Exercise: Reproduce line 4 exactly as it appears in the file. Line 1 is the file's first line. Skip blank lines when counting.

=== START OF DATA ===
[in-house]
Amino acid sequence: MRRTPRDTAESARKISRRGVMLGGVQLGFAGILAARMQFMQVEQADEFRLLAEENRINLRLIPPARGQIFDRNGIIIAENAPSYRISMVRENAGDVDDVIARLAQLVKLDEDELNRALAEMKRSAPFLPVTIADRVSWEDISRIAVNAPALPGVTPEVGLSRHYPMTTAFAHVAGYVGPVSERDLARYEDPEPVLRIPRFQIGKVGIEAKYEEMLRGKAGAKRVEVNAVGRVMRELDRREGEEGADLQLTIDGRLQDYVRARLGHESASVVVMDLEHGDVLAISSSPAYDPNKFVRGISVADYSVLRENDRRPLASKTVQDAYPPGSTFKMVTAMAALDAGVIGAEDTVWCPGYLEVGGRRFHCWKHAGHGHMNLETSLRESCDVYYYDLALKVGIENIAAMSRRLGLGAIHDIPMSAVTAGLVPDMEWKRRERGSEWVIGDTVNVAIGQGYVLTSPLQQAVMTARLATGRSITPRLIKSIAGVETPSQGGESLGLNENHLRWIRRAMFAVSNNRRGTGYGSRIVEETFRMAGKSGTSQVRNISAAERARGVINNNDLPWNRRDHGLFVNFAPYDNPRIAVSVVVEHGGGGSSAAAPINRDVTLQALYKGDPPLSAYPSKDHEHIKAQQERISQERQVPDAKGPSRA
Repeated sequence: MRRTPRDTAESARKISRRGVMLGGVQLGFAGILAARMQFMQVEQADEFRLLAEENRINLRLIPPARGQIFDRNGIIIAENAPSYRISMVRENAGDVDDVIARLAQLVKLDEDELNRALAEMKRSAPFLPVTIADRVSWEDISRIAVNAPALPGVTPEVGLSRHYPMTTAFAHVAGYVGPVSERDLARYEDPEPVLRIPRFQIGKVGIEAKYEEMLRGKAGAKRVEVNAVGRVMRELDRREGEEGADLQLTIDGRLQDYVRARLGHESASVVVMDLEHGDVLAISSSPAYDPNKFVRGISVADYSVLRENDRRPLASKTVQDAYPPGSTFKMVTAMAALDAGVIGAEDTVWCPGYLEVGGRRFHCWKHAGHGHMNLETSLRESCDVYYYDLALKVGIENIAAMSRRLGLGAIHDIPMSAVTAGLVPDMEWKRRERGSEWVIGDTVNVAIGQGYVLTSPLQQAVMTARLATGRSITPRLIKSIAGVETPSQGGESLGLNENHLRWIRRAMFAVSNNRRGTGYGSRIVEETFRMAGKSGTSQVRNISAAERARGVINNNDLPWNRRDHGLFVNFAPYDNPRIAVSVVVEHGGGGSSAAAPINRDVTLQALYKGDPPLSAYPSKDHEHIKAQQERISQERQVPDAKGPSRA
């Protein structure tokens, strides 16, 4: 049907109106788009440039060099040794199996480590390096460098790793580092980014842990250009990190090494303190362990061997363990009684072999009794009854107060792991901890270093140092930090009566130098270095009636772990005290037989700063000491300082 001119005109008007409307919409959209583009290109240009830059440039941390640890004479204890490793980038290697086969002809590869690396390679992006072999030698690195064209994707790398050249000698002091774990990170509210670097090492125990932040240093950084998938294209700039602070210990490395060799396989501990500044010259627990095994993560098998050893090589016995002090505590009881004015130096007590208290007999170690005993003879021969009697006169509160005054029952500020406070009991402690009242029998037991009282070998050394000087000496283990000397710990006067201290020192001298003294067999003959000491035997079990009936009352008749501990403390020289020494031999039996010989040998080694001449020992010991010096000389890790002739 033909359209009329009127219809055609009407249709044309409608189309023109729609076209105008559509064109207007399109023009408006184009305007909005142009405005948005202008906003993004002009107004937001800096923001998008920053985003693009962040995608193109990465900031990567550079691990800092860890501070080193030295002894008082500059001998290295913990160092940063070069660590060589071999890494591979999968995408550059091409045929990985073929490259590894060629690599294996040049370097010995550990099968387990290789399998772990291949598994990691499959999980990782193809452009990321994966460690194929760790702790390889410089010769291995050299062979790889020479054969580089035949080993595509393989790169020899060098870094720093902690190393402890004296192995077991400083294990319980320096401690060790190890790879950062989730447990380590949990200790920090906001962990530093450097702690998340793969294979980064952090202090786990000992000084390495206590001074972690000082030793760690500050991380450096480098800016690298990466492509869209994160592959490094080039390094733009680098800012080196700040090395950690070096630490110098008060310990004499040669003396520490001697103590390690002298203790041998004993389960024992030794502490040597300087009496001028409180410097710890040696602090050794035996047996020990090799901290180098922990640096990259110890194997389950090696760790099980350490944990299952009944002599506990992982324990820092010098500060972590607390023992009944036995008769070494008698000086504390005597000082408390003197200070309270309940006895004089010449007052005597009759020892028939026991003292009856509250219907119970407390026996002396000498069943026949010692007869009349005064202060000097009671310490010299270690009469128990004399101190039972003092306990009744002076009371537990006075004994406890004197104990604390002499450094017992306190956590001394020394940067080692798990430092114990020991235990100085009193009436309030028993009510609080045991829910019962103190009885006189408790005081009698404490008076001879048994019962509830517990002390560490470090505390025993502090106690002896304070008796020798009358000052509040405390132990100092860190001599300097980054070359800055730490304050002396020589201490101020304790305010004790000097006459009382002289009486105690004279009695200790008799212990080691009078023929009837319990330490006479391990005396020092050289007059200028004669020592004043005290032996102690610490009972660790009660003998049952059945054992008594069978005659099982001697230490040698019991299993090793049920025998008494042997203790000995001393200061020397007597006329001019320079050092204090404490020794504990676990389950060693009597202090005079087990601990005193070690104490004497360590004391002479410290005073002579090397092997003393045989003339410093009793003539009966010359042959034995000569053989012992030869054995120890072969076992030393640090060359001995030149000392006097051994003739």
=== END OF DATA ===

């Protein structure tokens, strides 16, 4: 049907109106788009440039060099040794199996480590390096460098790793580092980014842990250009990190090494303190362990061997363990009684072999009794009854107060792991901890270093140092930090009566130098270095009636772990005290037989700063000491300082 001119005109008007409307919409959209583009290109240009830059440039941390640890004479204890490793980038290697086969002809590869690396390679992006072999030698690195064209994707790398050249000698002091774990990170509210670097090492125990932040240093950084998938294209700039602070210990490395060799396989501990500044010259627990095994993560098998050893090589016995002090505590009881004015130096007590208290007999170690005993003879021969009697006169509160005054029952500020406070009991402690009242029998037991009282070998050394000087000496283990000397710990006067201290020192001298003294067999003959000491035997079990009936009352008749501990403390020289020494031999039996010989040998080694001449020992010991010096000389890790002739 033909359209009329009127219809055609009407249709044309409608189309023109729609076209105008559509064109207007399109023009408006184009305007909005142009405005948005202008906003993004002009107004937001800096923001998008920053985003693009962040995608193109990465900031990567550079691990800092860890501070080193030295002894008082500059001998290295913990160092940063070069660590060589071999890494591979999968995408550059091409045929990985073929490259590894060629690599294996040049370097010995550990099968387990290789399998772990291949598994990691499959999980990782193809452009990321994966460690194929760790702790390889410089010769291995050299062979790889020479054969580089035949080993595509393989790169020899060098870094720093902690190393402890004296192995077991400083294990319980320096401690060790190890790879950062989730447990380590949990200790920090906001962990530093450097702690998340793969294979980064952090202090786990000992000084390495206590001074972690000082030793760690500050991380450096480098800016690298990466492509869209994160592959490094080039390094733009680098800012080196700040090395950690070096630490110098008060310990004499040669003396520490001697103590390690002298203790041998004993389960024992030794502490040597300087009496001028409180410097710890040696602090050794035996047996020990090799901290180098922990640096990259110890194997389950090696760790099980350490944990299952009944002599506990992982324990820092010098500060972590607390023992009944036995008769070494008698000086504390005597000082408390003197200070309270309940006895004089010449007052005597009759020892028939026991003292009856509250219907119970407390026996002396000498069943026949010692007869009349005064202060000097009671310490010299270690009469128990004399101190039972003092306990009744002076009371537990006075004994406890004197104990604390002499450094017992306190956590001394020394940067080692798990430092114990020991235990100085009193009436309030028993009510609080045991829910019962103190009885006189408790005081009698404490008076001879048994019962509830517990002390560490470090505390025993502090106690002896304070008796020798009358000052509040405390132990100092860190001599300097980054070359800055730490304050002396020589201490101020304790305010004790000097006459009382002289009486105690004279009695200790008799212990080691009078023929009837319990330490006479391990005396020092050289007059200028004669020592004043005290032996102690610490009972660790009660003998049952059945054992008594069978005659099982001697230490040698019991299993090793049920025998008494042997203790000995001393200061020397007597006329001019320079050092204090404490020794504990676990389950060693009597202090005079087990601990005193070690104490004497360590004391002479410290005073002579090397092997003393045989003339410093009793003539009966010359042959034995000569053989012992030869054995120890072969076992030393640090060359001995030149000392006097051994003739």